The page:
Festivals hit pause
The Hampton Roads region is known for its popular festivals, from Virginia Beach’s Pungo Strawberry Festival and Suffolk Peanut Fest to the Virginia Arts Festival and the star-studded Something in the Water.
“We’ve got more festivals than Nero had,” says Kurt Krause, president and CEO of VisitNorfolk. For Norfolk alone, tourism means more than $887 million in annual economic stimulus, according to 2018 Virginia Tourism Corp. data. For Virginia Beach, which saw $24 million in benefits from SITW’s successful first year, 2018 tourism brought in $1.6 billion.
Of course, COVID-19 canceled everything in 2020. But organizers are cautiously optimistic about the future. “We’re planning a full, vibrant 2021 season,” says Robert Cross, executive director of the Norfolk-based Virginia Arts Festival, which generated $20 million in 2019. “We’re also giving ourselves the ability to pivot and re-think how we can bring entertainment back in the safest way possible.”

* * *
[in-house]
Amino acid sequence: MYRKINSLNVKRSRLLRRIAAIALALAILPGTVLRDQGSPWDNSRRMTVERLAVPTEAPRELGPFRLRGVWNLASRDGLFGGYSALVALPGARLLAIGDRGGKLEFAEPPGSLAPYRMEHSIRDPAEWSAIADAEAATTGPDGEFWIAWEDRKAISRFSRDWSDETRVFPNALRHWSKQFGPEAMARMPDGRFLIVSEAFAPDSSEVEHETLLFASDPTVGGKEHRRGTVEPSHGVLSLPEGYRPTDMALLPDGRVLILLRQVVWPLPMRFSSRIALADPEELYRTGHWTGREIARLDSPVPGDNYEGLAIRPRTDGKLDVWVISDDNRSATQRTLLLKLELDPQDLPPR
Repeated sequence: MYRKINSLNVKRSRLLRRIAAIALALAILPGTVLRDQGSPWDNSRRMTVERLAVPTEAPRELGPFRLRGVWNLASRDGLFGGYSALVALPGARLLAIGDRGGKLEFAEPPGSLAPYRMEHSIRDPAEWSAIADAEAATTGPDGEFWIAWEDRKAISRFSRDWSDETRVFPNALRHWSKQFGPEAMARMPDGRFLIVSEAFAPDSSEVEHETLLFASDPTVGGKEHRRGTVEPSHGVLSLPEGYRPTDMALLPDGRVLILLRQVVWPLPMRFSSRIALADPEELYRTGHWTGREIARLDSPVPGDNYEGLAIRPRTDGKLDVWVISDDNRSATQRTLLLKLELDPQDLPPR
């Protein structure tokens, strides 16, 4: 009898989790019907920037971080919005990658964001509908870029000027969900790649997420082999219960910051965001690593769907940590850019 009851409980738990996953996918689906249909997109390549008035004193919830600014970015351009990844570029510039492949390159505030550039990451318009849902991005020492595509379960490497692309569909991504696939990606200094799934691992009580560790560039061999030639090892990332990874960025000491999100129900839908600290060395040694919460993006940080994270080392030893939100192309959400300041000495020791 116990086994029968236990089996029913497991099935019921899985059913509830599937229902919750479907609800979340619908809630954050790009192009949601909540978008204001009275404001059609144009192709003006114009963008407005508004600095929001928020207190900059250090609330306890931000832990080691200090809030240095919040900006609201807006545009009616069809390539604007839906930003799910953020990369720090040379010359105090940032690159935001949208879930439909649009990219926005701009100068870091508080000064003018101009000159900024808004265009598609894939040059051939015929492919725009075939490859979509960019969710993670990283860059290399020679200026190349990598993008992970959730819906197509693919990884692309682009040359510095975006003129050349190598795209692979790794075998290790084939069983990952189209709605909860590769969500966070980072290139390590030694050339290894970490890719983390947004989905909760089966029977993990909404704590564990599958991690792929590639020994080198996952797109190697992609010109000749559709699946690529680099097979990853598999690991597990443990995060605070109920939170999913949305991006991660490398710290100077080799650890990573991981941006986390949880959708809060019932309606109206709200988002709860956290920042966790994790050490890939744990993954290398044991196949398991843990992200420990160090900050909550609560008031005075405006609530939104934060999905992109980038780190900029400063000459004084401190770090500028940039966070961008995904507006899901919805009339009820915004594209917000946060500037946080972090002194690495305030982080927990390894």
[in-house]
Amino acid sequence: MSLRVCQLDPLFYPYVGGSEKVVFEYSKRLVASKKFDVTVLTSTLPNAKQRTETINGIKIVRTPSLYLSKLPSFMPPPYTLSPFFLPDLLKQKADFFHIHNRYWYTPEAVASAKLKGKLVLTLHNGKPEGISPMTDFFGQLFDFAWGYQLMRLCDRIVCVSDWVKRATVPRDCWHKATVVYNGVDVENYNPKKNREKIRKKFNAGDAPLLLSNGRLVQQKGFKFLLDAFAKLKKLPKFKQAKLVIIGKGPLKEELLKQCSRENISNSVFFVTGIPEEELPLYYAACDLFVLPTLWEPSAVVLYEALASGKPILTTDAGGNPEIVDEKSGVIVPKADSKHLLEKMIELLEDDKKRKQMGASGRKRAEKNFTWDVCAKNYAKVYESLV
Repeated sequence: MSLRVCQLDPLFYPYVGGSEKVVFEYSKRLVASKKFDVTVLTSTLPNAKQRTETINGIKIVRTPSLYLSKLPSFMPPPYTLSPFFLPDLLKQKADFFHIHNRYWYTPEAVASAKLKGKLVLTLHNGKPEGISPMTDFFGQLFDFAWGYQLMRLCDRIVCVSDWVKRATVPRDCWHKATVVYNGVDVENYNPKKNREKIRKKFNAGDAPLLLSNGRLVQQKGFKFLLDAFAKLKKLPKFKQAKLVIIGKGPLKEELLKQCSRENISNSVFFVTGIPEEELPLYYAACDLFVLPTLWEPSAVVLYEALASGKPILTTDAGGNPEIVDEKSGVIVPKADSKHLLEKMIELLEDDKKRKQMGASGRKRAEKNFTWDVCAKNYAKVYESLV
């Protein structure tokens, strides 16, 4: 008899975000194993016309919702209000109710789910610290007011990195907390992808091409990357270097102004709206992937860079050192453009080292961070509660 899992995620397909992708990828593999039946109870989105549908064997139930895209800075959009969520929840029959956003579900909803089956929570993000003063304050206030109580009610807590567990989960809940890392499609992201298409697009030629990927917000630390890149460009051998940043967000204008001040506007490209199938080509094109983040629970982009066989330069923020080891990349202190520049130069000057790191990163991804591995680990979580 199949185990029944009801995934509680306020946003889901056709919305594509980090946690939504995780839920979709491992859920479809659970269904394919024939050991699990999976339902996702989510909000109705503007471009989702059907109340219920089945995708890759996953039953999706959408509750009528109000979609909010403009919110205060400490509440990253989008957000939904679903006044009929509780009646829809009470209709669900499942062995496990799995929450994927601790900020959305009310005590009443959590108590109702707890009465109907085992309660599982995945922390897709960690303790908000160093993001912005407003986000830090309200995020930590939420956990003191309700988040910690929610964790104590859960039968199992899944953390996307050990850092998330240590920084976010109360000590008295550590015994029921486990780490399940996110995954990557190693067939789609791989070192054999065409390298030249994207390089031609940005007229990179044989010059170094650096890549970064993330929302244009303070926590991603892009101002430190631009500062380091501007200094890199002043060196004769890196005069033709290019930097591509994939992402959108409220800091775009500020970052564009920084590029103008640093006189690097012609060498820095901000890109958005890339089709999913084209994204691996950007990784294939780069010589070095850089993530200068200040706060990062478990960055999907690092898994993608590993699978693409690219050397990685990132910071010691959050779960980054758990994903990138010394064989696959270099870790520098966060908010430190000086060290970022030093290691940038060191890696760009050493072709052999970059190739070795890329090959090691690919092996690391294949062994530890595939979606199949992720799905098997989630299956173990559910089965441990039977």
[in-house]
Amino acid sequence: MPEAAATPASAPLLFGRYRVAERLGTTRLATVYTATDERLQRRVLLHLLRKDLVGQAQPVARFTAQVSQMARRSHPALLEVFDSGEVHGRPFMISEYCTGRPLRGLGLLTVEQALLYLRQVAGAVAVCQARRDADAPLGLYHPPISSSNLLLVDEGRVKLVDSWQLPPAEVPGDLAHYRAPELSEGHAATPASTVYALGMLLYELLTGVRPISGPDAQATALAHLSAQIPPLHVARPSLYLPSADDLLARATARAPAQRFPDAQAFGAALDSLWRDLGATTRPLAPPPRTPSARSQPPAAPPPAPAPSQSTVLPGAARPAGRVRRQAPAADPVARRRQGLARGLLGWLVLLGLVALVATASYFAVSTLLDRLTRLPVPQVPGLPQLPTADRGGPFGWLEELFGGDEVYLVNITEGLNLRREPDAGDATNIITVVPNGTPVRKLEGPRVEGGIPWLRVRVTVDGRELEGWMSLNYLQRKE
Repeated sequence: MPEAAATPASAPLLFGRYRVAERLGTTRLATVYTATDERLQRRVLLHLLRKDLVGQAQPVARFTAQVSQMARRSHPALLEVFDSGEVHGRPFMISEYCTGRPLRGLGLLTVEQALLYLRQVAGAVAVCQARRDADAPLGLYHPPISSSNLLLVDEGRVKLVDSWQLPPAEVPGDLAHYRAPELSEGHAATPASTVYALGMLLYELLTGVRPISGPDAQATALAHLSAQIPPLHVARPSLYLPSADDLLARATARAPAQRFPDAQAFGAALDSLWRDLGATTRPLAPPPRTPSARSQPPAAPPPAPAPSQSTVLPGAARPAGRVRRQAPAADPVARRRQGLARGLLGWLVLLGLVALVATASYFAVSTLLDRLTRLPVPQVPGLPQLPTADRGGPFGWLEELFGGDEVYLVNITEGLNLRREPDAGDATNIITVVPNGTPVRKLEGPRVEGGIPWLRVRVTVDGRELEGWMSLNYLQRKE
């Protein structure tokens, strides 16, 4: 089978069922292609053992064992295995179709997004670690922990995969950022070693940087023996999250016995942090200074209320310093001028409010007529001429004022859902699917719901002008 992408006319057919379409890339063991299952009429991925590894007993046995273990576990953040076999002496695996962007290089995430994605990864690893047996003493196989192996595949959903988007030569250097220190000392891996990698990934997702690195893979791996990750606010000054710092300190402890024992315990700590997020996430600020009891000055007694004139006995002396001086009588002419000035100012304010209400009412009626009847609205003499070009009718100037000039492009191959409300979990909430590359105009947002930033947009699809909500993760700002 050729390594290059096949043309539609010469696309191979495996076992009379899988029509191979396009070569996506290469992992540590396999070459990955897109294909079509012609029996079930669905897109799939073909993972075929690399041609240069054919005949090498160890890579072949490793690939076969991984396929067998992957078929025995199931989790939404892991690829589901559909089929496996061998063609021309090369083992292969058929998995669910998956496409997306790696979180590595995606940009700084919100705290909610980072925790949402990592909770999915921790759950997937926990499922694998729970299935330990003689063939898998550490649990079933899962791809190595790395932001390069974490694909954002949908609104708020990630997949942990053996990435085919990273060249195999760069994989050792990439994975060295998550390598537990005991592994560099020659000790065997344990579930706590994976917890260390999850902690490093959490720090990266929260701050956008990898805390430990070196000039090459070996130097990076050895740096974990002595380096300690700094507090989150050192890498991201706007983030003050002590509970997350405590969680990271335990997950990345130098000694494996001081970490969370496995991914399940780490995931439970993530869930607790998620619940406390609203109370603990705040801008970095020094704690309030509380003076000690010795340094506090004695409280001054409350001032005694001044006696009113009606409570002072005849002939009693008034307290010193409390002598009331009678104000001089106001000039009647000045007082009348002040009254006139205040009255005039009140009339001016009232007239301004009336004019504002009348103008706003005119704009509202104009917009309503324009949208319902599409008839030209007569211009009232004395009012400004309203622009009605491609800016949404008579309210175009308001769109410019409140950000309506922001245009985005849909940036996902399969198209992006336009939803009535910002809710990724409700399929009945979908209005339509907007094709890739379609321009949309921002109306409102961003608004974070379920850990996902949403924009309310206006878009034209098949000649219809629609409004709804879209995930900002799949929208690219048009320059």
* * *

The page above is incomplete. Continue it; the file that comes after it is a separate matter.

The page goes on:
Krause says, “Organizations are planning events, booking performers, but there’s a huge asterisk attached,” adding that some traditionally indoor events may go outdoors. “The key word is caution, and we have to see where we are in May , when the season heats up. But even with the Christmas in Smithfield show at the end of 2021, people are being tentative.”